|9:00am - 9:45am
| 21st Century IT | Dr. James Baty
VP, Global Enterprise Architecture Program, Oracle
Imagine a time long, long ago. A time when servers were certified and dedicated to specific applications, when anything posted on an enterprise web site was from restricted, approved channels, and when we tried to limit the growth of 'dirty' data and storage.
Today, applications are services running in the muti-tenant hybrid cloud. Companies beg their customers to tweet them, friend them, and publicly rate their products. And constantly analyzing a deluge of Internet, social and sensor data is the key to creating the next super-successful product, or capturing an evil terrorist.
The old IT architecture was planned, dedicated, stable, controlled, with separate and well-defined roles. The new architecture is shared, dynamic, continuous, XaaS, DevOps.
This keynote session describes the challenges and opportunities that the new business / IT paradigms present to the IT architecture and architects.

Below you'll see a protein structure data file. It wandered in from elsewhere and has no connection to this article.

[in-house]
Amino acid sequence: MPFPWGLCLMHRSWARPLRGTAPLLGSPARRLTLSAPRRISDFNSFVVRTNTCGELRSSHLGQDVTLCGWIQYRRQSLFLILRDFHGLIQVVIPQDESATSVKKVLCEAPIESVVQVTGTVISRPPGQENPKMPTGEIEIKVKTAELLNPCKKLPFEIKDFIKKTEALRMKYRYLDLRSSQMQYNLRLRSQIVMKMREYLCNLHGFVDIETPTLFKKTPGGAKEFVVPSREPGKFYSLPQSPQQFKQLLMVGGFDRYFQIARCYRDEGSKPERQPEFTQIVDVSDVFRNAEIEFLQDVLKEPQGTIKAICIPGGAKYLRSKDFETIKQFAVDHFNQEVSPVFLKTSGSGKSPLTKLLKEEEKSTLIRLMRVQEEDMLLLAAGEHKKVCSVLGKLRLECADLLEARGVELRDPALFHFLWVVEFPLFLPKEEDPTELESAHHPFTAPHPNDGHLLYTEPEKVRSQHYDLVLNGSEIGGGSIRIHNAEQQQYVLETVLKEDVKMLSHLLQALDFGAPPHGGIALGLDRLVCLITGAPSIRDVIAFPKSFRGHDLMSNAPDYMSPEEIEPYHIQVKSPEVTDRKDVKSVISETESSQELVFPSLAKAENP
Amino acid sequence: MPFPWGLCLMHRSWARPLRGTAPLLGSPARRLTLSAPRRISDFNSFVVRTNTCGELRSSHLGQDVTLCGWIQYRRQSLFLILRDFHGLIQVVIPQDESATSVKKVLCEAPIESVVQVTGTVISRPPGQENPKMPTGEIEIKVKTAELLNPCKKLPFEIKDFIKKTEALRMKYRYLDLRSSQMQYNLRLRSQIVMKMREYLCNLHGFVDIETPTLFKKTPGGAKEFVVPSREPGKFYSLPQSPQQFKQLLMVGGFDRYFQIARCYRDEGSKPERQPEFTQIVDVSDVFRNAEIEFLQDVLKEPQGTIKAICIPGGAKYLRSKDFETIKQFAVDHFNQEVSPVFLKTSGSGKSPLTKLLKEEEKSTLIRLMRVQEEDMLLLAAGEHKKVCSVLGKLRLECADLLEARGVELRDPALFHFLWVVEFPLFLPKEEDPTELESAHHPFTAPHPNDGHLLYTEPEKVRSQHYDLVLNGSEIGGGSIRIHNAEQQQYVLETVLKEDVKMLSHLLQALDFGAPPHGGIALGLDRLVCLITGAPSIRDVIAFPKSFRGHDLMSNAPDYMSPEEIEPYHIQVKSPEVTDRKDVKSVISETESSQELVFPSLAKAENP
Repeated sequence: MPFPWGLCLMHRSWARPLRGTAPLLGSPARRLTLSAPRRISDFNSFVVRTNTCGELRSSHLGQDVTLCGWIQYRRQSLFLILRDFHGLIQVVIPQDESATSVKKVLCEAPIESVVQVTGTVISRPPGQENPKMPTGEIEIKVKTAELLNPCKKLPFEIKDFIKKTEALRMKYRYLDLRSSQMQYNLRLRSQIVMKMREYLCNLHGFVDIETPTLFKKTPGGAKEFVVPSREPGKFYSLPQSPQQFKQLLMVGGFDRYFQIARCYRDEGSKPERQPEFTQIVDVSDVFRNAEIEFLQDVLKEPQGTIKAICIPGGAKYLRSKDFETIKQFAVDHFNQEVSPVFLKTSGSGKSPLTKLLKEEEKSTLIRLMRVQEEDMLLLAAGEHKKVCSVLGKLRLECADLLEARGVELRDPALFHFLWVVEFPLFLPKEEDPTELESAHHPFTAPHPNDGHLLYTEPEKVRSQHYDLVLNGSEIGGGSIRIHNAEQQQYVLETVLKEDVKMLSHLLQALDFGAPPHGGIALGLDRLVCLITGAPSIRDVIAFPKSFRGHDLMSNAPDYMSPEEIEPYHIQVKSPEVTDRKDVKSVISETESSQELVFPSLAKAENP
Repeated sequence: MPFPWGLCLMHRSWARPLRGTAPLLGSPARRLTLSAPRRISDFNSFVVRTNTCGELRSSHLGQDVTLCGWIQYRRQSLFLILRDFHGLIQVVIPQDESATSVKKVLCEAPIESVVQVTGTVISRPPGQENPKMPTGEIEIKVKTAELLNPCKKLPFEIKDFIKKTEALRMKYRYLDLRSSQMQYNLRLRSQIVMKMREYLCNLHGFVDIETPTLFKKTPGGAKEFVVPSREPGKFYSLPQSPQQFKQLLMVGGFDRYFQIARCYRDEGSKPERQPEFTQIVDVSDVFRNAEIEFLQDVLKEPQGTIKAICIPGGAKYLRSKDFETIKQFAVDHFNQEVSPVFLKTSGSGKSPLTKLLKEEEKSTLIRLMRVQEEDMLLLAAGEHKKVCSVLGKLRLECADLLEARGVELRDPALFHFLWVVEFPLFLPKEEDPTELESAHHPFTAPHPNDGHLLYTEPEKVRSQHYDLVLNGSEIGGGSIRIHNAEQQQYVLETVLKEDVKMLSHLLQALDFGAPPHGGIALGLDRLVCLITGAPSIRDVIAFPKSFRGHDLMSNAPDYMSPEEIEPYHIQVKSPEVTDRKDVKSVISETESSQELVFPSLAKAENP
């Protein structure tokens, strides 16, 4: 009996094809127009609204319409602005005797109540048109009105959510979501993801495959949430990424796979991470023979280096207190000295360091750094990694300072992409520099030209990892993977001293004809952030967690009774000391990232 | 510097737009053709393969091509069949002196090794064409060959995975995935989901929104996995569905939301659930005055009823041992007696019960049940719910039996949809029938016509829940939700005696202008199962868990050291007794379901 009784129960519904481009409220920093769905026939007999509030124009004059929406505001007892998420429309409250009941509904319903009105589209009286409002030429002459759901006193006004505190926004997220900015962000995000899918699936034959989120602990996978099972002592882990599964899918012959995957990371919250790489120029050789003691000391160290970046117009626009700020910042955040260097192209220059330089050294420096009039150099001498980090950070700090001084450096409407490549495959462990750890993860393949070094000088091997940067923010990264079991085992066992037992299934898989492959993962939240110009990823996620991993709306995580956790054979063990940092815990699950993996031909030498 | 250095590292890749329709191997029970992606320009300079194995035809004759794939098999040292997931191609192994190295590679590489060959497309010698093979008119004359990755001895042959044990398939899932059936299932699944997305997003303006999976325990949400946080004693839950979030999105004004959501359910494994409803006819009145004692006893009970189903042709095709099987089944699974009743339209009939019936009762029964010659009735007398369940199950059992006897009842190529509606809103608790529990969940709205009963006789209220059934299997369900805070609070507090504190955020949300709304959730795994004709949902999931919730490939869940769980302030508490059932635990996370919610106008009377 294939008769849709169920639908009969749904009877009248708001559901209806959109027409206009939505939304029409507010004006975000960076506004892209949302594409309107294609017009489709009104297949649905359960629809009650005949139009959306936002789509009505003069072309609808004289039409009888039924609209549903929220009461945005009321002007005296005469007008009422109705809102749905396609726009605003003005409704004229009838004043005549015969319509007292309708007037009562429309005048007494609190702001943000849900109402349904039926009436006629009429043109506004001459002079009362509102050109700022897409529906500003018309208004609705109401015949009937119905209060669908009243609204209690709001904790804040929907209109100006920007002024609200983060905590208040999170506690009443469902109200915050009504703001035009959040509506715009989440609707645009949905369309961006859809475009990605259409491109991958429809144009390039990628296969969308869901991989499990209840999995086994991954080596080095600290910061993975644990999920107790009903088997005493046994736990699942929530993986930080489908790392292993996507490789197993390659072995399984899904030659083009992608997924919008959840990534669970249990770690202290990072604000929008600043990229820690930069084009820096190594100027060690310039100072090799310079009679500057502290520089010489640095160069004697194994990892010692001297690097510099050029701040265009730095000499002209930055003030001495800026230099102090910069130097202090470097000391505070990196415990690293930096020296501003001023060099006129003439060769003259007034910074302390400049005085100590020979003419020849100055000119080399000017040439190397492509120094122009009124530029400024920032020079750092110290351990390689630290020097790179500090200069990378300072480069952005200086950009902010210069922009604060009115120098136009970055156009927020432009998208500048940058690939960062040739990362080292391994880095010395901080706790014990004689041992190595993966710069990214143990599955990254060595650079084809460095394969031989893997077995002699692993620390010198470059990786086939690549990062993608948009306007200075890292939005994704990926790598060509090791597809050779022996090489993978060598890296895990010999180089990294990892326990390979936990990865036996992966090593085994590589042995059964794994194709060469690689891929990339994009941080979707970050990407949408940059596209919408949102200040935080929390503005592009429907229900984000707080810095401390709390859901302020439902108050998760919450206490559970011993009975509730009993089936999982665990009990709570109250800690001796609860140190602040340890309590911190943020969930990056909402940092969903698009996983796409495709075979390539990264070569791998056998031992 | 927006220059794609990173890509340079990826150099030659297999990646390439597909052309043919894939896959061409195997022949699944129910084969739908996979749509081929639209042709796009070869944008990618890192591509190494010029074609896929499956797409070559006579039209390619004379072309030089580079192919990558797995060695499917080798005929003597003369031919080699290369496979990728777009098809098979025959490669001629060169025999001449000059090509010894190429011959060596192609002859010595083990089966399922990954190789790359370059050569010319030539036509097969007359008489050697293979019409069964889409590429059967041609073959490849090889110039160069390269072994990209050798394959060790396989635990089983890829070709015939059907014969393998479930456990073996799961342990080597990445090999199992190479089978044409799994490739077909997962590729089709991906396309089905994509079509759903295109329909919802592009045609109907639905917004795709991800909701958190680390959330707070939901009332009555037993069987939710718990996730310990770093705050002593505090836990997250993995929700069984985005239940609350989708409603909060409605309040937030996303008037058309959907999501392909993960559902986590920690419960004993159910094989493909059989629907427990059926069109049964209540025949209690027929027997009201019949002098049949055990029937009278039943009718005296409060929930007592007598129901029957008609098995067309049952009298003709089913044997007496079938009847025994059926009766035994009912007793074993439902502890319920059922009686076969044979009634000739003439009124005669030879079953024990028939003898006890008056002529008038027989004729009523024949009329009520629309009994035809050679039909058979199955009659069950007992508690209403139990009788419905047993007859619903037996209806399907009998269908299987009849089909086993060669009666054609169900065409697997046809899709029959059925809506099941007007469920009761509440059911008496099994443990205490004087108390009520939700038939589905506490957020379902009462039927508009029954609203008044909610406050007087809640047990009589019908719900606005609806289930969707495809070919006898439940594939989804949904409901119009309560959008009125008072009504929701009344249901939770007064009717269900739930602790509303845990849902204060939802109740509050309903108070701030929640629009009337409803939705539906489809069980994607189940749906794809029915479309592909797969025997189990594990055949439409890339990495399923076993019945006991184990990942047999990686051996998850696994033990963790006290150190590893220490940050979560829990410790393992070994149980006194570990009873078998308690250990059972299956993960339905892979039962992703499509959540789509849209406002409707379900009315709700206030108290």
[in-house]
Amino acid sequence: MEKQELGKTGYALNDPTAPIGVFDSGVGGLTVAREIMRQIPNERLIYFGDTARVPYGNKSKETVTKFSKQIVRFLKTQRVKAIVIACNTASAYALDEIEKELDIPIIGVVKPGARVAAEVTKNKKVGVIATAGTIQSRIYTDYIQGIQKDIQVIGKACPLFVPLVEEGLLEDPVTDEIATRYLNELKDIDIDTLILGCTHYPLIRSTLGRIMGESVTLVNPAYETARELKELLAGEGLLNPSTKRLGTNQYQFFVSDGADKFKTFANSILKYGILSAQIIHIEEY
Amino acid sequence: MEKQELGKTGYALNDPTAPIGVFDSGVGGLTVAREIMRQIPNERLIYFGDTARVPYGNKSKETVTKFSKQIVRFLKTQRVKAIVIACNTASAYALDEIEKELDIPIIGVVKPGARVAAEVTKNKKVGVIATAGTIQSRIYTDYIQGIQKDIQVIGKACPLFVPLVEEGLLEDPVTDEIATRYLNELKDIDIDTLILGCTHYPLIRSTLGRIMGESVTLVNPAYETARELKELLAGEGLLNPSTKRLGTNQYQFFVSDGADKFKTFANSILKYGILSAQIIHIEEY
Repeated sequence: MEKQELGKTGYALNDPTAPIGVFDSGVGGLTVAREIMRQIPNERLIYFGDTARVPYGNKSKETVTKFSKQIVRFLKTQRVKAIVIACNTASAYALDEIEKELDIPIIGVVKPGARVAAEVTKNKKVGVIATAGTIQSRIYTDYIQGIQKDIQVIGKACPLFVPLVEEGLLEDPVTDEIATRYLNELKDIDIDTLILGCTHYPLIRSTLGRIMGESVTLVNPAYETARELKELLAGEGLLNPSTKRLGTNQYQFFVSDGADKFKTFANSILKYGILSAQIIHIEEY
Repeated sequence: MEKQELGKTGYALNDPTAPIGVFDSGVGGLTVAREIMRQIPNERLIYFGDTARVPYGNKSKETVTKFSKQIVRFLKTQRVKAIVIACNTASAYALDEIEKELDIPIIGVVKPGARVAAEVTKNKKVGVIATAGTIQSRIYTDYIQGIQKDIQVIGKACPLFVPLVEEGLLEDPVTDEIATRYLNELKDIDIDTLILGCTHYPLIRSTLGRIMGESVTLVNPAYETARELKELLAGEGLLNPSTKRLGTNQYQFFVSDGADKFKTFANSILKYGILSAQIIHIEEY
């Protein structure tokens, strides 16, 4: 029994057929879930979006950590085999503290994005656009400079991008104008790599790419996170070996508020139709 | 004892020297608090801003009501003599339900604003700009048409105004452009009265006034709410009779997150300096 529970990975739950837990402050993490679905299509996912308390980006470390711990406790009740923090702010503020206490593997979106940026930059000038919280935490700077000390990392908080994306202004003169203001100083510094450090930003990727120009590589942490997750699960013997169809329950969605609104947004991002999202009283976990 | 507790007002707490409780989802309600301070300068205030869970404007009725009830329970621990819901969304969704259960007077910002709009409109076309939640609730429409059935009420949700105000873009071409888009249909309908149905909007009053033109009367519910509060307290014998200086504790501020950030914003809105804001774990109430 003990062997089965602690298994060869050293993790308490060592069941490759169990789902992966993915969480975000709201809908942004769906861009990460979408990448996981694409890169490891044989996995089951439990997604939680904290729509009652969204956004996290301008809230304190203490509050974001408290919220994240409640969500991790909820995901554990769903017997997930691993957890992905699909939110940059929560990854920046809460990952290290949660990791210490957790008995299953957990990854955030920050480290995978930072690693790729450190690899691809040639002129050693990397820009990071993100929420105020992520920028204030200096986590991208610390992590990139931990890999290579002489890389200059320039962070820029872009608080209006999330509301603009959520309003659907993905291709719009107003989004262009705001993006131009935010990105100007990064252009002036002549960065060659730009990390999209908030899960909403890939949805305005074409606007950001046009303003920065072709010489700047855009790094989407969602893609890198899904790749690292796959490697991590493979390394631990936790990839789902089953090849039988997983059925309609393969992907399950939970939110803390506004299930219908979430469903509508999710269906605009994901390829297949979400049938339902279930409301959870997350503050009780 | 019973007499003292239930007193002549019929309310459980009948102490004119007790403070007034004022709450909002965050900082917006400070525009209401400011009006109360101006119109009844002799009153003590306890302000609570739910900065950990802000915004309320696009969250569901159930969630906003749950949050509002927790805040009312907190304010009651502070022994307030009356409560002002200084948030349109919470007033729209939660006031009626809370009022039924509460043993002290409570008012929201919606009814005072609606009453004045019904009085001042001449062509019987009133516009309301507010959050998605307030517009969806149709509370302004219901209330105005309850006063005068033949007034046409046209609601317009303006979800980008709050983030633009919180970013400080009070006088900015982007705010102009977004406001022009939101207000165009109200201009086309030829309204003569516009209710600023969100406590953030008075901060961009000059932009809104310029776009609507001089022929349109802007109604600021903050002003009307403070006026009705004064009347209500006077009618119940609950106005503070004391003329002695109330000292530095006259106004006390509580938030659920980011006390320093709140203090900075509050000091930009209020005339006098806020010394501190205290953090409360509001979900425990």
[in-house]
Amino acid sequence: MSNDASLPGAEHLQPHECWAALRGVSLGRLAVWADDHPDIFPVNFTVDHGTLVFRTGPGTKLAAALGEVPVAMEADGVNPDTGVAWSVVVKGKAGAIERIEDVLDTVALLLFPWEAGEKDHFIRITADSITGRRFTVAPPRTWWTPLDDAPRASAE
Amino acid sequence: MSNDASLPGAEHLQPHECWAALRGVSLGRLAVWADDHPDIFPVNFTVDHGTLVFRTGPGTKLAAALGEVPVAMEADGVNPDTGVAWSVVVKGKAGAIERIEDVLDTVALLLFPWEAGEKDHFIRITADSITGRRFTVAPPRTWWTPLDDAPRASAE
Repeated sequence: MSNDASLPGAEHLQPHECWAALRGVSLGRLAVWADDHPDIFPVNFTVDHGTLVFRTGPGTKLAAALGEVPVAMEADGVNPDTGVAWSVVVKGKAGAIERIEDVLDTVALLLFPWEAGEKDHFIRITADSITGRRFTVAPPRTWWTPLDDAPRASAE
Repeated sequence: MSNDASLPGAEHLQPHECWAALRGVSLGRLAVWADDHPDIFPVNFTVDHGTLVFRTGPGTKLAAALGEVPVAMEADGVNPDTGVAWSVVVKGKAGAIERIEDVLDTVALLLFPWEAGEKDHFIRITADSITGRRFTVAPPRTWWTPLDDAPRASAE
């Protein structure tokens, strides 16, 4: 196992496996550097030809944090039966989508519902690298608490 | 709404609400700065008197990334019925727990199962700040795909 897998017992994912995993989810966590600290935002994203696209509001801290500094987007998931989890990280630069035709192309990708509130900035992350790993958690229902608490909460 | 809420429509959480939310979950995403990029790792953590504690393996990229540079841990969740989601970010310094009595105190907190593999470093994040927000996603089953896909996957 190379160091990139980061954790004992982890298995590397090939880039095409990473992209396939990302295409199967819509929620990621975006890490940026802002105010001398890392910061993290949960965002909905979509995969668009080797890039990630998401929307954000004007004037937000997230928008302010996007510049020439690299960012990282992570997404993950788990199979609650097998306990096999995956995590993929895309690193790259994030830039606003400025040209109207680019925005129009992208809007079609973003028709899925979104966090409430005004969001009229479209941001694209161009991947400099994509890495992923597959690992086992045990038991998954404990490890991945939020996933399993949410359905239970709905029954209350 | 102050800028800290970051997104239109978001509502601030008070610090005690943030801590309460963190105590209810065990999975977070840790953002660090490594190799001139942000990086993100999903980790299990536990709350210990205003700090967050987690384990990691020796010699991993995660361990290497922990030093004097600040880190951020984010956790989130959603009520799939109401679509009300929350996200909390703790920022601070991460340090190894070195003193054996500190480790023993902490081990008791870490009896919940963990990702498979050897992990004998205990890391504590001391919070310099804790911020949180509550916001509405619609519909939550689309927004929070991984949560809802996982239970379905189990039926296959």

|9:45am - 10:30am
| Oracle Cloud: A Case Study in Building a Cloud | Anbu Krishnaswami
Enterprise Architect, Oracle
Building a Cloud can be challenging thanks to the complex requirements unique to Cloud computing and the massive scale typically associated with Cloud. Cloud providers can take an Infrastructure as a Service (IaaS) approach and build a cloud on virtualized commodity hardware, or they can take the Platform as a Service (PaaS) path, a service-oriented approach based on pre-configured, integrated, engineered systems. This presentation uses the Oracle Cloud itself as a case study in the use of engineered systems, demonstrating how the technical design of engineered systems is leveraged for building PaaS and SaaS Cloud
services and a Cloud management infrastructure. The presentation will also explore the principles, patterns, best practices, and architecture views provided in Oracle's Cloud reference architecture.
| Database as a Service | Markus Michalewicz
Senior Principal Product Manager Oracle Real Application Clusters (RAC)
New applications are now commonly built in a Cloud model, where the database is consumed as a service, and many established business processes are beginning to migrate to database as a service (DBaaS). This adoption of DBaaS is made possible by the availability of new capabilities in the database that enable resource pooling, dynamic resource management, model-based provisioning, metered use, and effective quality-of-service controls. This session will examine the catalog of database services at a large commercial bank to understand how these capabilities are enabling DBaaS for a wide range of needs within the